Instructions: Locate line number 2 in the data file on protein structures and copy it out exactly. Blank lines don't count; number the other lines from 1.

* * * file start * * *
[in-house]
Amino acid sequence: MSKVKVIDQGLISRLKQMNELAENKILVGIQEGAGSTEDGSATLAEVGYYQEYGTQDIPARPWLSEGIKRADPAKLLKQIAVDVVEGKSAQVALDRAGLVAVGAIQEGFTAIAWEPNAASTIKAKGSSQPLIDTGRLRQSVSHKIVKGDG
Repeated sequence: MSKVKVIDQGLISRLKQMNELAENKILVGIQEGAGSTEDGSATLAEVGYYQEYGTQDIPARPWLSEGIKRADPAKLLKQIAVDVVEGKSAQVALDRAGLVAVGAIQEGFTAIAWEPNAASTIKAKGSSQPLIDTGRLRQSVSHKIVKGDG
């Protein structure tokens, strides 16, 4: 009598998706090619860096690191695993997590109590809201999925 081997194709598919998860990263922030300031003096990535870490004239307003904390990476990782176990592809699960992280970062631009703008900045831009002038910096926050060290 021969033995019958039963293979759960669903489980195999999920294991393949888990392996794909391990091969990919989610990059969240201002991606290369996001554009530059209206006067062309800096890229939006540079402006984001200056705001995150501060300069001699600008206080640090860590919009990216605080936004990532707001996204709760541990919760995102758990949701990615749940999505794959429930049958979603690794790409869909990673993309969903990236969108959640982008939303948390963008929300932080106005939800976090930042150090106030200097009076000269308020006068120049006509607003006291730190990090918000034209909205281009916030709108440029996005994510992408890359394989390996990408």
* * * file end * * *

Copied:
Amino acid sequence: MSKVKVIDQGLISRLKQMNELAENKILVGIQEGAGSTEDGSATLAEVGYYQEYGTQDIPARPWLSEGIKRADPAKLLKQIAVDVVEGKSAQVALDRAGLVAVGAIQEGFTAIAWEPNAASTIKAKGSSQPLIDTGRLRQSVSHKIVKGDG